KNIGHTS of the Garter
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The Oldest and Highest British Order of Chivalry,
founded in 1348 by Edward III
It was thought that in 1344 King Edward III inspired by the legend of King Arthur and the Knights of the Round Table, made a spectacular demonstration of his interest in Arthurian legend during a massive joust at Windsor Castle. He also promised to renew King Arthur's fraternity of knights with al lthe paragons of knightly virtues with a complement of 300 men. Work also even began on a gigantic circular building two-hundred feet across within the upper ward of the castle to house this so-called Order of the Round Table. The renewal of war with France intervened with this project but in 1348 it was revived in a different guise.
Originally it was intended that the Order of the Garter was to consist of twenty four knights, however during 1349/50 it consisted of himself as Sovereign together with twenty five Knights Companion, one of whom was the Prince of Wales, the Black Prince.These 'founder knights' were military men, skilled in battle and tournaments, few of these knights were much over the age of 30 and four were under the age of 20. The other founder-knights had all served in the French campaigns of the time, including the battle of Crécy and three were foreigners who had previously sworn allegiance to the English king,making twenty six knights in all. it was intended by Edward III to be reserved as the highest reward for loyalty and for military merit.
These Knights included some who owed allegiance to King Edward not as King of England, but as Lord of Gascony . These Companions were known as Stranger Knights a distinction from subjects of the English Crown. Such was the prestige of the Order that during the next hundred years Foreign monarchs in the Order are admitted and known as 'Stranger Knights' and are in addition to the number allowed by statute.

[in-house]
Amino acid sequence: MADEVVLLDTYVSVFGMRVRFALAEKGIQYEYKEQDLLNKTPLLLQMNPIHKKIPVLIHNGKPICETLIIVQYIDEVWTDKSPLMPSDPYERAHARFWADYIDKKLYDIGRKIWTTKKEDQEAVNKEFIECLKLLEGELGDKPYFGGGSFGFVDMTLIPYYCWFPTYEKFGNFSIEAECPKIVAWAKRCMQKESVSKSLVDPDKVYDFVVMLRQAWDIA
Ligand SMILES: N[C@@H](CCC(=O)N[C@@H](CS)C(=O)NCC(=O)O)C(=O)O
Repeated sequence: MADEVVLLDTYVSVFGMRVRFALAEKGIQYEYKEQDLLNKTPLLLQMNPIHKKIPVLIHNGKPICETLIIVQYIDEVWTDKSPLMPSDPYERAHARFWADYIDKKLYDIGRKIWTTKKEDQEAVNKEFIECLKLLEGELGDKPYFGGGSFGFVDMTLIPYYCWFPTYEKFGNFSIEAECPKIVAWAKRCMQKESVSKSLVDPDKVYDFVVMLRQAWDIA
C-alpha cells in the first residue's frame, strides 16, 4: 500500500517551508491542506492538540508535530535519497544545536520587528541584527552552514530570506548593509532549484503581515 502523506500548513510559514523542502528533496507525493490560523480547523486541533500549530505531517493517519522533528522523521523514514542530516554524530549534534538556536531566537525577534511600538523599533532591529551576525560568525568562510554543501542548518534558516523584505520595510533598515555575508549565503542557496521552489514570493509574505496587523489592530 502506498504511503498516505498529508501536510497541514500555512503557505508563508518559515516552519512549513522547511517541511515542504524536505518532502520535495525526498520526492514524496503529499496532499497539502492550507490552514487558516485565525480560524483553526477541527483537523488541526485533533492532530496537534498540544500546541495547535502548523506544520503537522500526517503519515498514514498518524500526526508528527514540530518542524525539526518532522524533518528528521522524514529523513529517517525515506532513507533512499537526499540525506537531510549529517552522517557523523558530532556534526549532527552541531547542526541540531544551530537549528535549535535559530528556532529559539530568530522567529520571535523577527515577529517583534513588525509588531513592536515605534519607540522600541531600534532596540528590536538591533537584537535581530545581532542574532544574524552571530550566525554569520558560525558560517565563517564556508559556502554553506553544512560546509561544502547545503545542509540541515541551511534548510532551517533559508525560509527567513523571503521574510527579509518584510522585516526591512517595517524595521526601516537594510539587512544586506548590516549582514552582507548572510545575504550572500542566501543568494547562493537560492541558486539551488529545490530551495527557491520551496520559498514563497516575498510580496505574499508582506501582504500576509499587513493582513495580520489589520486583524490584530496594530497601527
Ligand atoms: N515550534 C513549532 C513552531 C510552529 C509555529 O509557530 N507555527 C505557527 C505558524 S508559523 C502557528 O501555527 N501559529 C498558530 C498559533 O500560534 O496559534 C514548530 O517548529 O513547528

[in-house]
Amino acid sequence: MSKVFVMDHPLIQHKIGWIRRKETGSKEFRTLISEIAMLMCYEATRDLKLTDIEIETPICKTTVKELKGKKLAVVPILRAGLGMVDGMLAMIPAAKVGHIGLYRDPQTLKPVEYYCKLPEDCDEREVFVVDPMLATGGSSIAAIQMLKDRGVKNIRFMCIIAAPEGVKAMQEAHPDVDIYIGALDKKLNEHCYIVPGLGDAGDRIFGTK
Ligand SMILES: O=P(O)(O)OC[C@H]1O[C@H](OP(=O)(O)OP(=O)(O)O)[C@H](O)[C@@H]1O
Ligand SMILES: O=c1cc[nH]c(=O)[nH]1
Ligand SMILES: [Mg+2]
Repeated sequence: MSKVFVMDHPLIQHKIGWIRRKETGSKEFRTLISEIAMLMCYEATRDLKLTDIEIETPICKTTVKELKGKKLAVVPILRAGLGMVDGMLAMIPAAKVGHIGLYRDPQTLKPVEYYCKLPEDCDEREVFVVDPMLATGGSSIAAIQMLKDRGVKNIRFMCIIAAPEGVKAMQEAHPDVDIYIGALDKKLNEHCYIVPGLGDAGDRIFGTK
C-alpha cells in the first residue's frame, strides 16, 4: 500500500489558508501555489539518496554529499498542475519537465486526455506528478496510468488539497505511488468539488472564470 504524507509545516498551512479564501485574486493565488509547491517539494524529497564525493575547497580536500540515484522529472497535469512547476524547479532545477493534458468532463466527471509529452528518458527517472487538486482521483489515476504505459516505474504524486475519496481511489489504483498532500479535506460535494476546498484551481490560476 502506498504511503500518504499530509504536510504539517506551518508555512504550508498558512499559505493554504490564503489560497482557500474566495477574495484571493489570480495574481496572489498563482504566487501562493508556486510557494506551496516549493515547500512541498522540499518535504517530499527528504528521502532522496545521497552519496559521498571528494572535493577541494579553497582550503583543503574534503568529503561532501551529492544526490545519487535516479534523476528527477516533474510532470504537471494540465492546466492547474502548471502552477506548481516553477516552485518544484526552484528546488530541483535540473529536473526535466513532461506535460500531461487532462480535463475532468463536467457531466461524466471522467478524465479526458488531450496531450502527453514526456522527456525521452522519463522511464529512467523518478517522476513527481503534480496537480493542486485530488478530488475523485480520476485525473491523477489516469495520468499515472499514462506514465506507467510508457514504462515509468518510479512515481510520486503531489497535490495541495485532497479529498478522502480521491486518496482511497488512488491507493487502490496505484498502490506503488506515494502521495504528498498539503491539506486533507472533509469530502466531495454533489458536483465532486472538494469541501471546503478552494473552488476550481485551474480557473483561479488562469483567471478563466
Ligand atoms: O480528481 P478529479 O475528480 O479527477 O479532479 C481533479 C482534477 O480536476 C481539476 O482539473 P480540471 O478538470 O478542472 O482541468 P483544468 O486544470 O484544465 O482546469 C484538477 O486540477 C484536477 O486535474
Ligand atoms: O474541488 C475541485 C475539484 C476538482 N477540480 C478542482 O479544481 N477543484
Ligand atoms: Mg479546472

The origin of the symbol of the Most Noble Order of the Garter, a blue 'garter' with the motto Honi Soit Qui Mal Y Pense will probably never be known for certain as the earliest records of the order were destroyed by fire, however the story goes that at a Ball possibly held at Calais, Joan Countess of Salisbury dropped her garter and King Edward seeing her embarrassment picked it up and bound it about his own leg saying in French, Evil, (or shamed) be he that that thinks evil of it' ["shame upon him who thinks evil upon it", or "evil to him who evil thinks"] this is almost certainly a later fiction. This fable appears to have originated in France and was, perhaps, invented to try and bring discredit on the Order. There is a natural unwillingness to believe that the World's foremost Order of Chivalry had so frivolous a beginning. It is thought more likely that as the garter was a small strap used as a device to attach pieces of armour, it might have been thought appropriate to use the garter as a symbol of binding together in common brotherhood. Whilst the motto probably refers to the leading political topic of the 1340's, Edward's claim to the throne of France. The patron saint of the Order of the Garter is St George and as he is the patron saint of soldiers and also of England, the spiritual home of the order has therefore always been St George's Chapel in Windsor Castle.
The foundation of the Order of the Garter by King Edward III in the early fourteenth century, brought together in close companionship the Sovereign and twenty-fiveof the most outstanding military leaders of the country at that time as a means of marking and securing alliances; it also established a new fellowship in religious worship ' to the honour of Almighty God, the glorious Virgin Saint Mary and St. George the Martyr'. The concept was of a like-minded brotherhood dedicated to service and chivalry.
The insignia of the Order has gradually developed over the centuries,starting with a garter and badge depicting St George and the Dragon.A collar was added in the sixteenth century with the star and broad ribbon being added in the seventeenth century.See pic below.
(The dates are those of appointment or nomination (app), or investiture or installation (inv).
List of first 25 knights below:
During Henry VIII's reign from 1495 - 1547